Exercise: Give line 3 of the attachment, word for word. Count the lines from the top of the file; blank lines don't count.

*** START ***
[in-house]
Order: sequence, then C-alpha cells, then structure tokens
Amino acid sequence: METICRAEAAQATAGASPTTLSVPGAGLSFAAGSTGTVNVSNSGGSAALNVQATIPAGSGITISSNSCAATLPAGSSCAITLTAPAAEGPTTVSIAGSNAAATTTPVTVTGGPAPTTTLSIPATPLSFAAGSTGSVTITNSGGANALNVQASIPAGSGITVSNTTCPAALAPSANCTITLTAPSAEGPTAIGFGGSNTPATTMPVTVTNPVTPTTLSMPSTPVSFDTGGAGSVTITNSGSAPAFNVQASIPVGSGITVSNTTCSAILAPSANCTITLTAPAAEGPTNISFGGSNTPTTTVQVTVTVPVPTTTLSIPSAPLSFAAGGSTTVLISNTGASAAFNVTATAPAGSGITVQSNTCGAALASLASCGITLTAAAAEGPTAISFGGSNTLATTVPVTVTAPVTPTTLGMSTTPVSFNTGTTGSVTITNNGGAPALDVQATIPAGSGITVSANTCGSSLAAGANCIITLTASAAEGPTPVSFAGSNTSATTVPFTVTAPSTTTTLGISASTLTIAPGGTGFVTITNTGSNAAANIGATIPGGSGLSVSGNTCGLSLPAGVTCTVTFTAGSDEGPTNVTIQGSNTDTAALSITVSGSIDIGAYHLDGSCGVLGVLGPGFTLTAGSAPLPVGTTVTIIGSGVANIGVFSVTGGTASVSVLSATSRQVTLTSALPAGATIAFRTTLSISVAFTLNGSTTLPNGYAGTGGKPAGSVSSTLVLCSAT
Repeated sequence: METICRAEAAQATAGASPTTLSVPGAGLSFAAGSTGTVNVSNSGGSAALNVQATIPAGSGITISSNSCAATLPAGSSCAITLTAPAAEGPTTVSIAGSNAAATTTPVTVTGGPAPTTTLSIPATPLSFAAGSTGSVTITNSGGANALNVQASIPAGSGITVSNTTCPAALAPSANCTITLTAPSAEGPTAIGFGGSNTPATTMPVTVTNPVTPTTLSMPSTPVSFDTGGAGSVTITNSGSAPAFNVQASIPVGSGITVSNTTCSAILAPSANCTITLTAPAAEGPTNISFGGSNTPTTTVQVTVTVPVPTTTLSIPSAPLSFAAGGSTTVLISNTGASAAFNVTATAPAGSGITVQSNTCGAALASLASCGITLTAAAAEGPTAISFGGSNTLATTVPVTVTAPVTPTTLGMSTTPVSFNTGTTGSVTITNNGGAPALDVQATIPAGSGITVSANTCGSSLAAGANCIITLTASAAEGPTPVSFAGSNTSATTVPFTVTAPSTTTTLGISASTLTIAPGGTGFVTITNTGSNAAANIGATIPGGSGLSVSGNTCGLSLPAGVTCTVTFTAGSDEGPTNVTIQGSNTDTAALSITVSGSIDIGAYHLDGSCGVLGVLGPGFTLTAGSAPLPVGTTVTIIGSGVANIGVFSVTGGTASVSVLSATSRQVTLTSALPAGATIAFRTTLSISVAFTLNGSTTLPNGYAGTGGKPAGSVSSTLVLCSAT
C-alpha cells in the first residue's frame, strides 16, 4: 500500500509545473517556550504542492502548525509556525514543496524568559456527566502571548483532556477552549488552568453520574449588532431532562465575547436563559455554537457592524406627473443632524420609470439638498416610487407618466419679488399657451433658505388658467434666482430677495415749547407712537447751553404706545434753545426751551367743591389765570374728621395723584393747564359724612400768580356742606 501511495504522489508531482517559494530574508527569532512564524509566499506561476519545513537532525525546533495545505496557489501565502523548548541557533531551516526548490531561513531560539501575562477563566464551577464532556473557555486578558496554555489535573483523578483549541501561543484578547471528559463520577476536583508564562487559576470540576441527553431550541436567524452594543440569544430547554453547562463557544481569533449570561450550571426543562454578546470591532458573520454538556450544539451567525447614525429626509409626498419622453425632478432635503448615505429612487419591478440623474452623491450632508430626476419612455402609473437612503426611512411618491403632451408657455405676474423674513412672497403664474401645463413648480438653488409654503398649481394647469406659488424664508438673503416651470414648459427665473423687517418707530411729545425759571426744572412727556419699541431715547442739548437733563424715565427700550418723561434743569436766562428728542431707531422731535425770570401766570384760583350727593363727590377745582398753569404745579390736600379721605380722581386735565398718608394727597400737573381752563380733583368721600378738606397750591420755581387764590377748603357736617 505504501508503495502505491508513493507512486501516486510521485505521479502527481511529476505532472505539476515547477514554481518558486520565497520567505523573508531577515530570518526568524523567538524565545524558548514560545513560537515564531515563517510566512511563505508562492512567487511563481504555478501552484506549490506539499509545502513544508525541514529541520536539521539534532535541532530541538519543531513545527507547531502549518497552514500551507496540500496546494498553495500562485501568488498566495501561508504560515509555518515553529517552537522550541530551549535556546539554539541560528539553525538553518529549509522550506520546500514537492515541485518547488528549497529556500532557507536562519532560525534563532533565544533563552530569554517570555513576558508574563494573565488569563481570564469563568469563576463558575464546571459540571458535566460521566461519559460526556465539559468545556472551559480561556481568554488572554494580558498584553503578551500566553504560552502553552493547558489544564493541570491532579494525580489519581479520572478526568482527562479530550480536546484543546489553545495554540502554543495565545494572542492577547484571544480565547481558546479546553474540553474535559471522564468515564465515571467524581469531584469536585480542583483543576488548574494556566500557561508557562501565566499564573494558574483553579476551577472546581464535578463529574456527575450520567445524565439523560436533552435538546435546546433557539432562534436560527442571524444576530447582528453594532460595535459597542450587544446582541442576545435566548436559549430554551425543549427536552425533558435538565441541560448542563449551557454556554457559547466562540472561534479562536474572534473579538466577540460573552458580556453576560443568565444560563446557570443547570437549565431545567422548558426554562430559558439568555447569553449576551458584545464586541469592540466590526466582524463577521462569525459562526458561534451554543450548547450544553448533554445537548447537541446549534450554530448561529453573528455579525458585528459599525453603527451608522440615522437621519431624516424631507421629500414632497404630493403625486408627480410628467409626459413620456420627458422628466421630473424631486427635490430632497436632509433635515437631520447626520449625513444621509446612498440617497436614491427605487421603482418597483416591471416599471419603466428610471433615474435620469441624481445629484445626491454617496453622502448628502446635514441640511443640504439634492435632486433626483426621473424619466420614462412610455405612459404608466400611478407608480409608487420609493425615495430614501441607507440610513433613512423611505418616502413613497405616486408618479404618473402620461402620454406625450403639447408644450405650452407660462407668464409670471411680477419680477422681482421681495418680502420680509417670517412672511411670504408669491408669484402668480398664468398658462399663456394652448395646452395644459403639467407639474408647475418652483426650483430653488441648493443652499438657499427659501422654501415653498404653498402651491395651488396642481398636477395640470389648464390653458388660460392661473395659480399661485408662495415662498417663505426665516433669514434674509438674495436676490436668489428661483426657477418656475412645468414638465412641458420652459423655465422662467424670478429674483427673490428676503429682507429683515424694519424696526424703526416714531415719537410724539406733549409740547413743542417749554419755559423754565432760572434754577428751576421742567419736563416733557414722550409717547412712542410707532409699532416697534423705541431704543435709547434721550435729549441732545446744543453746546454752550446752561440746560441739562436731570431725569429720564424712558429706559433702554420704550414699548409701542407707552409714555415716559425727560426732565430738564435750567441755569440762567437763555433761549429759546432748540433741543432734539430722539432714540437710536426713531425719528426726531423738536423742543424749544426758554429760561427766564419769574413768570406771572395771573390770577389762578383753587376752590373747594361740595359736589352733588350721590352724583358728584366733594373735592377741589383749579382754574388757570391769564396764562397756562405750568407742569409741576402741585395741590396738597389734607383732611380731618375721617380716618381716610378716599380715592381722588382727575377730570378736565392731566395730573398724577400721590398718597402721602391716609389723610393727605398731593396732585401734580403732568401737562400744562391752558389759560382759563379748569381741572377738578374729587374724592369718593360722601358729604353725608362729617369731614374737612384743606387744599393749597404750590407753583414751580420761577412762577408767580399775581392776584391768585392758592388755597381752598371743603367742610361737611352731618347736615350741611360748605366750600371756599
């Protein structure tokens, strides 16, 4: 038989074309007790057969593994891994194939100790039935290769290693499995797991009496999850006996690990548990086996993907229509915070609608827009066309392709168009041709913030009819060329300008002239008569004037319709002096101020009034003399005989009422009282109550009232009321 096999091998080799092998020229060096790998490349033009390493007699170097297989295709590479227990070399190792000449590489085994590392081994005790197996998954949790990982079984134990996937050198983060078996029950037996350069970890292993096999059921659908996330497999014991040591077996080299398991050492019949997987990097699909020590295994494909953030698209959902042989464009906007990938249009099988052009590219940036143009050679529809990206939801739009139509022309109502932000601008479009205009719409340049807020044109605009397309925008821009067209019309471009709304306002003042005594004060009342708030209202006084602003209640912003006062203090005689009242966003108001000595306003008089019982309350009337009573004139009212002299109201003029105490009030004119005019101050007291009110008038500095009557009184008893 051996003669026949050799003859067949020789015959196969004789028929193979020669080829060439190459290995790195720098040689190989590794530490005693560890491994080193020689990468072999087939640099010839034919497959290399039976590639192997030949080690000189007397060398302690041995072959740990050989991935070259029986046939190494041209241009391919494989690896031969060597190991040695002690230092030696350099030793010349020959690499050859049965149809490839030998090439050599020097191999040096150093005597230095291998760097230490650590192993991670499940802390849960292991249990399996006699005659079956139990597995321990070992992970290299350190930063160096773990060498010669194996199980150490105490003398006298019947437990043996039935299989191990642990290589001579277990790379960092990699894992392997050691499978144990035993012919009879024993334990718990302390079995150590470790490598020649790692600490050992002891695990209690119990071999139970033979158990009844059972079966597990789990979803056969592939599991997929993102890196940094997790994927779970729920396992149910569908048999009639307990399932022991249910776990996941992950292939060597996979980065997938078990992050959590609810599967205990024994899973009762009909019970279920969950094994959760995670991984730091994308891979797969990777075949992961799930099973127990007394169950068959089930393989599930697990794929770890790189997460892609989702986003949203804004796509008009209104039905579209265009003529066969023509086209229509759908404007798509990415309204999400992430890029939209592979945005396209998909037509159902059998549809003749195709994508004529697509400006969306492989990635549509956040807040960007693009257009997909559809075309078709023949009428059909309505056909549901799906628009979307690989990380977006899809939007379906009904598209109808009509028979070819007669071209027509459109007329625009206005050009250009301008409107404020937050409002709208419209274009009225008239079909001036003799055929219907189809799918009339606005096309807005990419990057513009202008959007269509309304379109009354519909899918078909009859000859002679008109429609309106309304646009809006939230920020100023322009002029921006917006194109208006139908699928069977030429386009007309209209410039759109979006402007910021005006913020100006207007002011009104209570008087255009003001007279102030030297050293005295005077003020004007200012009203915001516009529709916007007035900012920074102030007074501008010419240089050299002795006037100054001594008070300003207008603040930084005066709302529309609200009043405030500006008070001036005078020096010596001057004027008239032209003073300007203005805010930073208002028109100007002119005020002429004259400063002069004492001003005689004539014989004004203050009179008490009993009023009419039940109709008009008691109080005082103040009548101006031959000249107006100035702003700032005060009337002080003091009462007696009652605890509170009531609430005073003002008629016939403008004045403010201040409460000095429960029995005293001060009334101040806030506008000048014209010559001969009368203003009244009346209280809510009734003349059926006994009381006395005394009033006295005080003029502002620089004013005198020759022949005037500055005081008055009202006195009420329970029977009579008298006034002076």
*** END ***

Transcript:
Amino acid sequence: METICRAEAAQATAGASPTTLSVPGAGLSFAAGSTGTVNVSNSGGSAALNVQATIPAGSGITISSNSCAATLPAGSSCAITLTAPAAEGPTTVSIAGSNAAATTTPVTVTGGPAPTTTLSIPATPLSFAAGSTGSVTITNSGGANALNVQASIPAGSGITVSNTTCPAALAPSANCTITLTAPSAEGPTAIGFGGSNTPATTMPVTVTNPVTPTTLSMPSTPVSFDTGGAGSVTITNSGSAPAFNVQASIPVGSGITVSNTTCSAILAPSANCTITLTAPAAEGPTNISFGGSNTPTTTVQVTVTVPVPTTTLSIPSAPLSFAAGGSTTVLISNTGASAAFNVTATAPAGSGITVQSNTCGAALASLASCGITLTAAAAEGPTAISFGGSNTLATTVPVTVTAPVTPTTLGMSTTPVSFNTGTTGSVTITNNGGAPALDVQATIPAGSGITVSANTCGSSLAAGANCIITLTASAAEGPTPVSFAGSNTSATTVPFTVTAPSTTTTLGISASTLTIAPGGTGFVTITNTGSNAAANIGATIPGGSGLSVSGNTCGLSLPAGVTCTVTFTAGSDEGPTNVTIQGSNTDTAALSITVSGSIDIGAYHLDGSCGVLGVLGPGFTLTAGSAPLPVGTTVTIIGSGVANIGVFSVTGGTASVSVLSATSRQVTLTSALPAGATIAFRTTLSISVAFTLNGSTTLPNGYAGTGGKPAGSVSSTLVLCSAT